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Die Hard with a Vengeance

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Die Hard with a Vengeance
Theatrical release poster
Directed byJohn McTiernan
Screenplay byJonathan Hensleigh
Based on
Produced by
CinematographyPeter Menzies Jr.
Edited byJohn Wright
Music byMichael Kamen
Distributed by20th Century Fox (North America/Japan)[1]
Cinergi Productions (International)[a]
Release date
  • May 19, 1995 (1995-05-19) (United States)
Running time
128 minutes[2]
CountryUnited States
Budget$90 million[4]
Box office$366.1 million[4]

Die Hard with a Vengeance is a 1995 American action thriller film directed by John McTiernan and written by Jonathan Hensleigh, which is based on the screenplay Simon Says by Hensleigh and the characters created by Roderick Thorp for his 1979 novel Nothing Lasts Forever. Die Hard with a Vengeance is the third film in the Die Hard film series after Die Hard 2 and was later followed by Live Free or Die Hard and A Good Day to Die Hard.

The film stars Bruce Willis as NYPD Lieutenant John McClane and Samuel L. Jackson as McClane's reluctant partner Zeus Carver. McClane and Carver team up to stop an East German terrorist group headed by "Simon" (Jeremy Irons), who have planted bombs across New York City and plot to steal the gold bullion of the Federal Reserve Bank of New York. The film was released on May 19, 1995 to mixed reviews and became the highest-grossing film of the year.


The Bonwit Teller department store in New York City is blown up by a bomb during the morning commute. A man identifying himself as "Simon" telephones the New York City Police Department (NYPD) and claims responsibility. Making demands in the form of a 'Simon Says' game, he threatens to detonate another bomb unless policeman John McClane is sent to Harlem wearing a sandwich board with a racist slur on it. The NYPD comply and send McClane to Harlem, where he is confronted by an electrician and shop owner named Zeus Carver. McClane explains his situation before a group of gang members also confront McClane over his sign. Carver intervenes and saves McClane, and they escape in a taxi.

They arrive at 1 Police Plaza, where Simon demands that the pair follow a timed challenge or he will set off more bombs. They agree and McClane eventually boards the 3 train heading towards the Wall Street station in order to defuse a bomb that Simon planted on it. Carver arrives at the station before McClane finds the bomb and throws it on the tracks just as it explodes. McClane and Carver regroup with the NYPD and meet some FBI and CIA agents, who initially inform the pair that Simon is "Peter Krieg", a mercenary and former colonel in the National People's Army. They then reveal that Krieg's real name is Simon Peter Gruber, the brother of Hans Gruber, who McClane killed years earlier in Los Angeles.[b]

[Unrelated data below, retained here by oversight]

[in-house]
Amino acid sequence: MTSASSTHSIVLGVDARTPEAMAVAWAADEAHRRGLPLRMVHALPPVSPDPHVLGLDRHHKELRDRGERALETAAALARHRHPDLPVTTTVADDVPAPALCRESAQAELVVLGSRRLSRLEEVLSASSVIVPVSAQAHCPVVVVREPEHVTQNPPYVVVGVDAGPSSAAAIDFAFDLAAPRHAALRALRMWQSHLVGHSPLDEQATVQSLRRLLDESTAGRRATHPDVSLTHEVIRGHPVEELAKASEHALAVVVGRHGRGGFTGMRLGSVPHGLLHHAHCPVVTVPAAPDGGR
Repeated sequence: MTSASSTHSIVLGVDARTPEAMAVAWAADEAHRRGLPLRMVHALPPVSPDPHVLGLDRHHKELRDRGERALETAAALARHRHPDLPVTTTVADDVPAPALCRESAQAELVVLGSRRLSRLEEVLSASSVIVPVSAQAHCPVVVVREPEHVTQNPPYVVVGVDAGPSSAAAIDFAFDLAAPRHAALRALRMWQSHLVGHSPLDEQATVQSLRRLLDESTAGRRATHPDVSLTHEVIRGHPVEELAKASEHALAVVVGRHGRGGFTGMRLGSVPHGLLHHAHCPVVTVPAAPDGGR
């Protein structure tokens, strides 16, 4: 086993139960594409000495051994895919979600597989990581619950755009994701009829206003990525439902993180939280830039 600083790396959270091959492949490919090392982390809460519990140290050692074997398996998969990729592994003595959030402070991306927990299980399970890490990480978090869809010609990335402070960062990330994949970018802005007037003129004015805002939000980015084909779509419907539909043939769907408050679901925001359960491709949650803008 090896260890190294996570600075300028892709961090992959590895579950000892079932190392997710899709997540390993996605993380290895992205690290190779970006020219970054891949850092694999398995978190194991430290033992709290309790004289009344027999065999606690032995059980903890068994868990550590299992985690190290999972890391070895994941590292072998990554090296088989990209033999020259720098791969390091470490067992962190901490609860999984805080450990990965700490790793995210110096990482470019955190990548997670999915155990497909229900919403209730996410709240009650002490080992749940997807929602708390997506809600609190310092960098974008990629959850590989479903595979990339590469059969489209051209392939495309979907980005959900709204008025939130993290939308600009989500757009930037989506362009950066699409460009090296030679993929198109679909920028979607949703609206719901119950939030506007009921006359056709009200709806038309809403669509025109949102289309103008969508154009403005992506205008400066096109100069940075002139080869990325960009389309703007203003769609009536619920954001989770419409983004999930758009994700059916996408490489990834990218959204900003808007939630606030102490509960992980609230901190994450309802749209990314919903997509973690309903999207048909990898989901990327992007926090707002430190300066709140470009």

Simon then places another call to the NYPD, informing them that he has planted an explosive in one of the city's elementary schools which is set to explode once class ends and can be triggered by the same radio frequencies utilized by law enforcement. Simon offers to give the authorities the school's location if McClane and Carver follow another timed challenge, warning that he will detonate the explosive if any evacuation attempts are carried out. While the pair solve Simon's next challenge, the NYPD begin to search all elementary schools in the city. McClane realizes that Simon is attempting to distract the NYPD away from Wall Street, which has no schools, and travels to the Federal Reserve Bank of New York Building. He discovers that Simon's men have stolen $140 billion of gold bullion from its vault using dump trucks. He follows the trucks into a water tunnel while Carver continues Simon's challenges.

Simon blows up a cofferdam to flood the tunnel, but McClane escapes and reunites with Carver. Surviving a car chase with Simon's men, the pair find all the men were carrying exactly enough money to pay a bridge toll. The pair sneak aboard a tanker docked in the Long Island Sound, but Simon's associates capture them and tie them up next to a bomb. Simon explains that his school threat was fake and broadcasts a message claiming that he is planning on destroying the tanker filled with the bullion to destabilize the Western world's economy. After he leaves, Carver and McClane free themselves and escape the tanker just before the bomb detonates. As McClane and Carver are debriefed by the NYPD, McClane informs them that none of the bullion Simon's men stole was in the tanker's cargo hold, having deduced that Simon had intended to keep all of it for himself, using his knowledge of the Gruber family's modus operandi.